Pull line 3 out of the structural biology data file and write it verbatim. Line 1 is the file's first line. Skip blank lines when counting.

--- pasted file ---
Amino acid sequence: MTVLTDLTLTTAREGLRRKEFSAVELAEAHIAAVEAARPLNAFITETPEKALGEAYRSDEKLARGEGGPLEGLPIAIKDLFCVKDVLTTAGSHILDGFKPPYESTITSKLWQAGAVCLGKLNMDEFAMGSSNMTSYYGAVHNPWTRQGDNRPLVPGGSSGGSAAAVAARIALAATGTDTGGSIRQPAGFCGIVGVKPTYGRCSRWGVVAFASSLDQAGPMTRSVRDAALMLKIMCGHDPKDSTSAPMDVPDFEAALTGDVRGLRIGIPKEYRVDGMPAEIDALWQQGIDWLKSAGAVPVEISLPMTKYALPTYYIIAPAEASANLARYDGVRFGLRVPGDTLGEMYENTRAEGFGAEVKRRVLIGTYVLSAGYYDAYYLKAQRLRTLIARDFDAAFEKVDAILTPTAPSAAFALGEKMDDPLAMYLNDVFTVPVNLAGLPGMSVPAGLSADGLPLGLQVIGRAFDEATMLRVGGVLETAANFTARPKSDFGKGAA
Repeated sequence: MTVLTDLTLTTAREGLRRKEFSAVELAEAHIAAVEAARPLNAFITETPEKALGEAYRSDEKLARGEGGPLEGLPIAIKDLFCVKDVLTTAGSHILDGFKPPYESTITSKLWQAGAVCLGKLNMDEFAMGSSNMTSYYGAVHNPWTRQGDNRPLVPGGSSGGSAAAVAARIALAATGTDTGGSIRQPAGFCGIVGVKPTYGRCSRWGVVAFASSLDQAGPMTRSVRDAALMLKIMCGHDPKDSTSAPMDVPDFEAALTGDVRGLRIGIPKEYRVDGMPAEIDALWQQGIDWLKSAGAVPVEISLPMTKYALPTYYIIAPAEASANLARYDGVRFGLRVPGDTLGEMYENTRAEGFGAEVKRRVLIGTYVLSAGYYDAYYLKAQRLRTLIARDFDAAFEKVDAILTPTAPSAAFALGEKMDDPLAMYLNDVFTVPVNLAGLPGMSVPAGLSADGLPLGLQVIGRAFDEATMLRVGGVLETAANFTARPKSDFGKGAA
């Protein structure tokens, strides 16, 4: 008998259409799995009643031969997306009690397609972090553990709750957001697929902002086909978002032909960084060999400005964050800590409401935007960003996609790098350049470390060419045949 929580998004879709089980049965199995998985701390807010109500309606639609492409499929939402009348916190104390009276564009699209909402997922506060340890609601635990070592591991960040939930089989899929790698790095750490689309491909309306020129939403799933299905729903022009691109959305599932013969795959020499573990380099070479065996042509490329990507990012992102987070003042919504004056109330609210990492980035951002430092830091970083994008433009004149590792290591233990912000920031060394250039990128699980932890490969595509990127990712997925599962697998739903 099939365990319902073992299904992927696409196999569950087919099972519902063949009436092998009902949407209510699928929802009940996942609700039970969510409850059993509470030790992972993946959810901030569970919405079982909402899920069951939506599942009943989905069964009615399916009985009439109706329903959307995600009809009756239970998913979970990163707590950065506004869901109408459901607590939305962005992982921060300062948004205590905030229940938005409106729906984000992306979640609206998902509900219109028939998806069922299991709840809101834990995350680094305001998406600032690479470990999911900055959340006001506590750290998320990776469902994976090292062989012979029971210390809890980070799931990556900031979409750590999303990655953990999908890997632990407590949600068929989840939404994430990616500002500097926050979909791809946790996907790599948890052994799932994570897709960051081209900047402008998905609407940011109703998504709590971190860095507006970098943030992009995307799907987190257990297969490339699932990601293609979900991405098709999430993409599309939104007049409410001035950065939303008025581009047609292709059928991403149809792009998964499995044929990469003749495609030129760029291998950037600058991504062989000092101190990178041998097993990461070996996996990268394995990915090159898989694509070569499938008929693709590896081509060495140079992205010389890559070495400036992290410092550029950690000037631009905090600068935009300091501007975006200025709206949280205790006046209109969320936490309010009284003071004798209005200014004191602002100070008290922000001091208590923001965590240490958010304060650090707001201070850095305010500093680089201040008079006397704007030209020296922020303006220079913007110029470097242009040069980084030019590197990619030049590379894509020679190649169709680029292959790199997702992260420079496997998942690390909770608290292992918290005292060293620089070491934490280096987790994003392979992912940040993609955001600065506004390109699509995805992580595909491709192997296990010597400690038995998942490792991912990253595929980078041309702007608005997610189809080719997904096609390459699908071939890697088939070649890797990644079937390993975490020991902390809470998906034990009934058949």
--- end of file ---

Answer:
């Protein structure tokens, strides 16, 4: 008998259409799995009643031969997306009690397609972090553990709750957001697929902002086909978002032909960084060999400005964050800590409401935007960003996609790098350049470390060419045949 929580998004879709089980049965199995998985701390807010109500309606639609492409499929939402009348916190104390009276564009699209909402997922506060340890609601635990070592591991960040939930089989899929790698790095750490689309491909309306020129939403799933299905729903022009691109959305599932013969795959020499573990380099070479065996042509490329990507990012992102987070003042919504004056109330609210990492980035951002430092830091970083994008433009004149590792290591233990912000920031060394250039990128699980932890490969595509990127990712997925599962697998739903 099939365990319902073992299904992927696409196999569950087919099972519902063949009436092998009902949407209510699928929802009940996942609700039970969510409850059993509470030790992972993946959810901030569970919405079982909402899920069951939506599942009943989905069964009615399916009985009439109706329903959307995600009809009756239970998913979970990163707590950065506004869901109408459901607590939305962005992982921060300062948004205590905030229940938005409106729906984000992306979640609206998902509900219109028939998806069922299991709840809101834990995350680094305001998406600032690479470990999911900055959340006001506590750290998320990776469902994976090292062989012979029971210390809890980070799931990556900031979409750590999303990655953990999908890997632990407590949600068929989840939404994430990616500002500097926050979909791809946790996907790599948890052994799932994570897709960051081209900047402008998905609407940011109703998504709590971190860095507006970098943030992009995307799907987190257990297969490339699932990601293609979900991405098709999430993409599309939104007049409410001035950065939303008025581009047609292709059928991403149809792009998964499995044929990469003749495609030129760029291998950037600058991504062989000092101190990178041998097993990461070996996996990268394995990915090159898989694509070569499938008929693709590896081509060495140079992205010389890559070495400036992290410092550029950690000037631009905090600068935009300091501007975006200025709206949280205790006046209109969320936490309010009284003071004798209005200014004191602002100070008290922000001091208590923001965590240490958010304060650090707001201070850095305010500093680089201040008079006397704007030209020296922020303006220079913007110029470097242009040069980084030019590197990619030049590379894509020679190649169709680029292959790199997702992260420079496997998942690390909770608290292992918290005292060293620089070491934490280096987790994003392979992912940040993609955001600065506004390109699509995805992580595909491709192997296990010597400690038995998942490792991912990253595929980078041309702007608005997610189809080719997904096609390459699908071939890697088939070649890797990644079937390993975490020991902390809470998906034990009934058949």